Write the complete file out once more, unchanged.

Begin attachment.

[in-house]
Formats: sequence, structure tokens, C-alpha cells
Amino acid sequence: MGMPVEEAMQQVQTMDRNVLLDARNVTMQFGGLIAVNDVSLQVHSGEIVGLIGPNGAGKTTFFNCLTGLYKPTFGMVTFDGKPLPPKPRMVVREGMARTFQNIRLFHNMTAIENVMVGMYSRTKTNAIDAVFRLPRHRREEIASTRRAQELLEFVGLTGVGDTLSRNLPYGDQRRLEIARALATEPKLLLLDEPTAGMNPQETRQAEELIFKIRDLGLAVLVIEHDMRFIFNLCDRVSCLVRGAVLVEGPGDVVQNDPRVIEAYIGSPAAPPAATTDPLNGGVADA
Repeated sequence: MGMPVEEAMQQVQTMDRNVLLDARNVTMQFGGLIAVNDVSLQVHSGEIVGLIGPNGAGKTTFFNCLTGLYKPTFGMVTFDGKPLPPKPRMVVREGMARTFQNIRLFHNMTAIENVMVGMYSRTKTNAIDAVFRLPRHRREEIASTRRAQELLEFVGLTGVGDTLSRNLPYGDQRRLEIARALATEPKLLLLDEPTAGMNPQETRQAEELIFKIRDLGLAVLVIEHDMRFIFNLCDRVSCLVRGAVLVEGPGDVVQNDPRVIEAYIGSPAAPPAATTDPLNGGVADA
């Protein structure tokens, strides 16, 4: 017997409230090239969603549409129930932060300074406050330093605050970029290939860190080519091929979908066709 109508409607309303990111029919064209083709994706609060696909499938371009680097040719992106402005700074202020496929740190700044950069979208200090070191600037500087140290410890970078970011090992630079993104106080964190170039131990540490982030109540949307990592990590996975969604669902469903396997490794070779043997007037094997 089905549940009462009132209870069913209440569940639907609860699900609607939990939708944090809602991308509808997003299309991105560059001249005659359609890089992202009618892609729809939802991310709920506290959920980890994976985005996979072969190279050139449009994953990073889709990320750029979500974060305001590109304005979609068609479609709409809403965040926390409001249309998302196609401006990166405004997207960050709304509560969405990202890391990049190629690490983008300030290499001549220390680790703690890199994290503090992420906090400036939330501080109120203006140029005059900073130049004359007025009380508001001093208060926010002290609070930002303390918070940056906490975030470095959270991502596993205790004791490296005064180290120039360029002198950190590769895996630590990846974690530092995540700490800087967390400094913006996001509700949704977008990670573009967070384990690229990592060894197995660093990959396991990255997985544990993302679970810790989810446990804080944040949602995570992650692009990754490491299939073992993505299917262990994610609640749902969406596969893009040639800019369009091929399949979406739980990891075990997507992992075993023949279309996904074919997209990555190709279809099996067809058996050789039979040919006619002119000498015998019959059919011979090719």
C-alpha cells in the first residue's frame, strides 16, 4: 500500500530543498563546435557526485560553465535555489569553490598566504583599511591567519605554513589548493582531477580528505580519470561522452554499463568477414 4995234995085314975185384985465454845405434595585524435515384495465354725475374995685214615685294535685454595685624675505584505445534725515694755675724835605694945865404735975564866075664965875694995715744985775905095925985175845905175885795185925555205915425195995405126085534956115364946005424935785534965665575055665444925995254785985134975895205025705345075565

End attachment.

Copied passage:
[in-house]
Formats: sequence, structure tokens, C-alpha cells
Amino acid sequence: MGMPVEEAMQQVQTMDRNVLLDARNVTMQFGGLIAVNDVSLQVHSGEIVGLIGPNGAGKTTFFNCLTGLYKPTFGMVTFDGKPLPPKPRMVVREGMARTFQNIRLFHNMTAIENVMVGMYSRTKTNAIDAVFRLPRHRREEIASTRRAQELLEFVGLTGVGDTLSRNLPYGDQRRLEIARALATEPKLLLLDEPTAGMNPQETRQAEELIFKIRDLGLAVLVIEHDMRFIFNLCDRVSCLVRGAVLVEGPGDVVQNDPRVIEAYIGSPAAPPAATTDPLNGGVADA
Repeated sequence: MGMPVEEAMQQVQTMDRNVLLDARNVTMQFGGLIAVNDVSLQVHSGEIVGLIGPNGAGKTTFFNCLTGLYKPTFGMVTFDGKPLPPKPRMVVREGMARTFQNIRLFHNMTAIENVMVGMYSRTKTNAIDAVFRLPRHRREEIASTRRAQELLEFVGLTGVGDTLSRNLPYGDQRRLEIARALATEPKLLLLDEPTAGMNPQETRQAEELIFKIRDLGLAVLVIEHDMRFIFNLCDRVSCLVRGAVLVEGPGDVVQNDPRVIEAYIGSPAAPPAATTDPLNGGVADA
């Protein structure tokens, strides 16, 4: 017997409230090239969603549409129930932060300074406050330093605050970029290939860190080519091929979908066709 109508409607309303990111029919064209083709994706609060696909499938371009680097040719992106402005700074202020496929740190700044950069979208200090070191600037500087140290410890970078970011090992630079993104106080964190170039131990540490982030109540949307990592990590996975969604669902469903396997490794070779043997007037094997 089905549940009462009132209870069913209440569940639907609860699900609607939990939708944090809602991308509808997003299309991105560059001249005659359609890089992202009618892609729809939802991310709920506290959920980890994976985005996979072969190279050139449009994953990073889709990320750029979500974060305001590109304005979609068609479609709409809403965040926390409001249309998302196609401006990166405004997207960050709304509560969405990202890391990049190629690490983008300030290499001549220390680790703690890199994290503090992420906090400036939330501080109120203006140029005059900073130049004359007025009380508001001093208060926010002290609070930002303390918070940056906490975030470095959270991502596993205790004791490296005064180290120039360029002198950190590769895996630590990846974690530092995540700490800087967390400094913006996001509700949704977008990670573009967070384990690229990592060894197995660093990959396991990255997985544990993302679970810790989810446990804080944040949602995570992650692009990754490491299939073992993505299917262990994610609640749902969406596969893009040639800019369009091929399949979406739980990891075990997507992992075993023949279309996904074919997209990555190709279809099996067809058996050789039979040919006619002119000498015998019959059919011979090719």
C-alpha cells in the first residue's frame, strides 16, 4: 500500500530543498563546435557526485560553465535555489569553490598566504583599511591567519605554513589548493582531477580528505580519470561522452554499463568477414 4995234995085314975185384985465454845405434595585524435515384495465354725475374995685214615685294535685454595685624675505584505445534725515694755675724835605694945865404735975564866075664965875694995715744985775905095925985175845905175885795185925555205915425195995405126085534956115364946005424935785534965665575055665444925995254785985134975895205025705345075565